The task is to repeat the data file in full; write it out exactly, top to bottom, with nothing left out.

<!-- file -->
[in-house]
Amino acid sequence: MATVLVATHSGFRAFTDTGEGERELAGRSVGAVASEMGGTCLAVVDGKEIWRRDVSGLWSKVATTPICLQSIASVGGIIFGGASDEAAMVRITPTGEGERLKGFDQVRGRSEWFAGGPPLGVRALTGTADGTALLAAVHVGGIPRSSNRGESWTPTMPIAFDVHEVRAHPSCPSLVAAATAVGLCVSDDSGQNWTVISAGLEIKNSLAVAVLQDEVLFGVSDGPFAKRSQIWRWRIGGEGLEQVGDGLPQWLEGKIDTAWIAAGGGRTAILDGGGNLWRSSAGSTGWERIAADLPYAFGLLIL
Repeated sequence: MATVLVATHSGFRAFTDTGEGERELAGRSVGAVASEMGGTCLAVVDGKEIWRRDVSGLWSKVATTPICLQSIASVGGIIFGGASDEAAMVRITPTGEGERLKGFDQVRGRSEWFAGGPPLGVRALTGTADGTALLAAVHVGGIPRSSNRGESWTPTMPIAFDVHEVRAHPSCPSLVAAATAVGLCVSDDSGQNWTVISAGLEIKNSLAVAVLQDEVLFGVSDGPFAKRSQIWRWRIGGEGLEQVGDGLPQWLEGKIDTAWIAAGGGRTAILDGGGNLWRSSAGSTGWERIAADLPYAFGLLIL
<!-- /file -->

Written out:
[in-house]
Amino acid sequence: MATVLVATHSGFRAFTDTGEGERELAGRSVGAVASEMGGTCLAVVDGKEIWRRDVSGLWSKVATTPICLQSIASVGGIIFGGASDEAAMVRITPTGEGERLKGFDQVRGRSEWFAGGPPLGVRALTGTADGTALLAAVHVGGIPRSSNRGESWTPTMPIAFDVHEVRAHPSCPSLVAAATAVGLCVSDDSGQNWTVISAGLEIKNSLAVAVLQDEVLFGVSDGPFAKRSQIWRWRIGGEGLEQVGDGLPQWLEGKIDTAWIAAGGGRTAILDGGGNLWRSSAGSTGWERIAADLPYAFGLLIL
Repeated sequence: MATVLVATHSGFRAFTDTGEGERELAGRSVGAVASEMGGTCLAVVDGKEIWRRDVSGLWSKVATTPICLQSIASVGGIIFGGASDEAAMVRITPTGEGERLKGFDQVRGRSEWFAGGPPLGVRALTGTADGTALLAAVHVGGIPRSSNRGESWTPTMPIAFDVHEVRAHPSCPSLVAAATAVGLCVSDDSGQNWTVISAGLEIKNSLAVAVLQDEVLFGVSDGPFAKRSQIWRWRIGGEGLEQVGDGLPQWLEGKIDTAWIAAGGGRTAILDGGGNLWRSSAGSTGWERIAADLPYAFGLLIL